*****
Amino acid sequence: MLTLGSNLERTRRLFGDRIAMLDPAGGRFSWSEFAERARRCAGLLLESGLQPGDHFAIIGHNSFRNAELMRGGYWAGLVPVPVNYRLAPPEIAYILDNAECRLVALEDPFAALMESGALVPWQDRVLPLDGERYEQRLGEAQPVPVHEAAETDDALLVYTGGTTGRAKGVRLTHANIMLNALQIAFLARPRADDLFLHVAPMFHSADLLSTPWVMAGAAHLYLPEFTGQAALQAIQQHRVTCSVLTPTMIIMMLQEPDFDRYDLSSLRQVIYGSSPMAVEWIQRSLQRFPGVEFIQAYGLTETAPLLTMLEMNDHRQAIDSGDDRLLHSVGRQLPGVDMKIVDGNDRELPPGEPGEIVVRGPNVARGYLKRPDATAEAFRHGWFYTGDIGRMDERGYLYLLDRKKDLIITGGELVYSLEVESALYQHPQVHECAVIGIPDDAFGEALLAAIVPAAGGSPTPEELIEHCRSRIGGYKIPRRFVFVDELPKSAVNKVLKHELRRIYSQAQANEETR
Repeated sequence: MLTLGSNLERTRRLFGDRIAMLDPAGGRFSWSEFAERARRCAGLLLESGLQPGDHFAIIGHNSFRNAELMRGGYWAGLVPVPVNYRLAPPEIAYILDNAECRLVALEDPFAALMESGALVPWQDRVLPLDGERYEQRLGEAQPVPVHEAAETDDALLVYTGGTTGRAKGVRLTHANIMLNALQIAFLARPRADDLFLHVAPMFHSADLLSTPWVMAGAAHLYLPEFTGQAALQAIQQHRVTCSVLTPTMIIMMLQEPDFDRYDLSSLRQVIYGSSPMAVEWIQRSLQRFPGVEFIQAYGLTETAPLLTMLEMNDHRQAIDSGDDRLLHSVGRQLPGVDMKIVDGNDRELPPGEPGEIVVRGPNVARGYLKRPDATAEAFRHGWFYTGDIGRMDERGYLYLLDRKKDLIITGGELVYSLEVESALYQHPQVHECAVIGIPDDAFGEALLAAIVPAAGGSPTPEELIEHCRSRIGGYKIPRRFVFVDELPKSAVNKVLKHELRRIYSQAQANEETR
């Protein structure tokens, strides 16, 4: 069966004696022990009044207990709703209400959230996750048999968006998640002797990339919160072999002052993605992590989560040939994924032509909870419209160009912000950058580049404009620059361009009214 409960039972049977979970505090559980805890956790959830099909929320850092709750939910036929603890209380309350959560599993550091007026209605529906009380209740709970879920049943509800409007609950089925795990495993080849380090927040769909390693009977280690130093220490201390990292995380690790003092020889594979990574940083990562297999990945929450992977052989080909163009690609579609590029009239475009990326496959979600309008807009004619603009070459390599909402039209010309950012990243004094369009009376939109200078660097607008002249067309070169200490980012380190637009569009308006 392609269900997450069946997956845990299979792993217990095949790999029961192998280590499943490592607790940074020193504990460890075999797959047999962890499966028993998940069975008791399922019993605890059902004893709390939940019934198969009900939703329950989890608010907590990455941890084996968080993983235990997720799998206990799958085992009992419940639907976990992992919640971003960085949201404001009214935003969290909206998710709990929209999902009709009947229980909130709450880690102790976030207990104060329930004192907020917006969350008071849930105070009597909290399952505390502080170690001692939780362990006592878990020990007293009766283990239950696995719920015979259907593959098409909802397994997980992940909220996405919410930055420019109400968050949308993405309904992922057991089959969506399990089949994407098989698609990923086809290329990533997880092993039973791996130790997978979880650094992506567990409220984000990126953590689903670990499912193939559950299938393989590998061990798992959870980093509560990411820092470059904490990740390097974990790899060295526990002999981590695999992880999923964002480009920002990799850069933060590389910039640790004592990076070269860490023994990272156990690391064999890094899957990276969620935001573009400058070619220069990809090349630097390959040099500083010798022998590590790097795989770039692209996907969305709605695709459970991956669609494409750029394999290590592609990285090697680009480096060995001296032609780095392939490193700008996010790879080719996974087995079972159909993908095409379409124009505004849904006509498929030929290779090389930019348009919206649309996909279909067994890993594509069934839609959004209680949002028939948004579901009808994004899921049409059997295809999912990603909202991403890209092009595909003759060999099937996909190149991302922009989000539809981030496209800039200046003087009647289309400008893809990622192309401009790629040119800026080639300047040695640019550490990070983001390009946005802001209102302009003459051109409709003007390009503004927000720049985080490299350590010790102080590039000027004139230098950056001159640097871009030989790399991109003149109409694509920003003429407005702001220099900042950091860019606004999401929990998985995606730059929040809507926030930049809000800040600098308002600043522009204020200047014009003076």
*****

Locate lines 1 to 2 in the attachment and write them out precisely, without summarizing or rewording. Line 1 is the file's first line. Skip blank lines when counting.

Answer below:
Amino acid sequence: MLTLGSNLERTRRLFGDRIAMLDPAGGRFSWSEFAERARRCAGLLLESGLQPGDHFAIIGHNSFRNAELMRGGYWAGLVPVPVNYRLAPPEIAYILDNAECRLVALEDPFAALMESGALVPWQDRVLPLDGERYEQRLGEAQPVPVHEAAETDDALLVYTGGTTGRAKGVRLTHANIMLNALQIAFLARPRADDLFLHVAPMFHSADLLSTPWVMAGAAHLYLPEFTGQAALQAIQQHRVTCSVLTPTMIIMMLQEPDFDRYDLSSLRQVIYGSSPMAVEWIQRSLQRFPGVEFIQAYGLTETAPLLTMLEMNDHRQAIDSGDDRLLHSVGRQLPGVDMKIVDGNDRELPPGEPGEIVVRGPNVARGYLKRPDATAEAFRHGWFYTGDIGRMDERGYLYLLDRKKDLIITGGELVYSLEVESALYQHPQVHECAVIGIPDDAFGEALLAAIVPAAGGSPTPEELIEHCRSRIGGYKIPRRFVFVDELPKSAVNKVLKHELRRIYSQAQANEETR
Repeated sequence: MLTLGSNLERTRRLFGDRIAMLDPAGGRFSWSEFAERARRCAGLLLESGLQPGDHFAIIGHNSFRNAELMRGGYWAGLVPVPVNYRLAPPEIAYILDNAECRLVALEDPFAALMESGALVPWQDRVLPLDGERYEQRLGEAQPVPVHEAAETDDALLVYTGGTTGRAKGVRLTHANIMLNALQIAFLARPRADDLFLHVAPMFHSADLLSTPWVMAGAAHLYLPEFTGQAALQAIQQHRVTCSVLTPTMIIMMLQEPDFDRYDLSSLRQVIYGSSPMAVEWIQRSLQRFPGVEFIQAYGLTETAPLLTMLEMNDHRQAIDSGDDRLLHSVGRQLPGVDMKIVDGNDRELPPGEPGEIVVRGPNVARGYLKRPDATAEAFRHGWFYTGDIGRMDERGYLYLLDRKKDLIITGGELVYSLEVESALYQHPQVHECAVIGIPDDAFGEALLAAIVPAAGGSPTPEELIEHCRSRIGGYKIPRRFVFVDELPKSAVNKVLKHELRRIYSQAQANEETR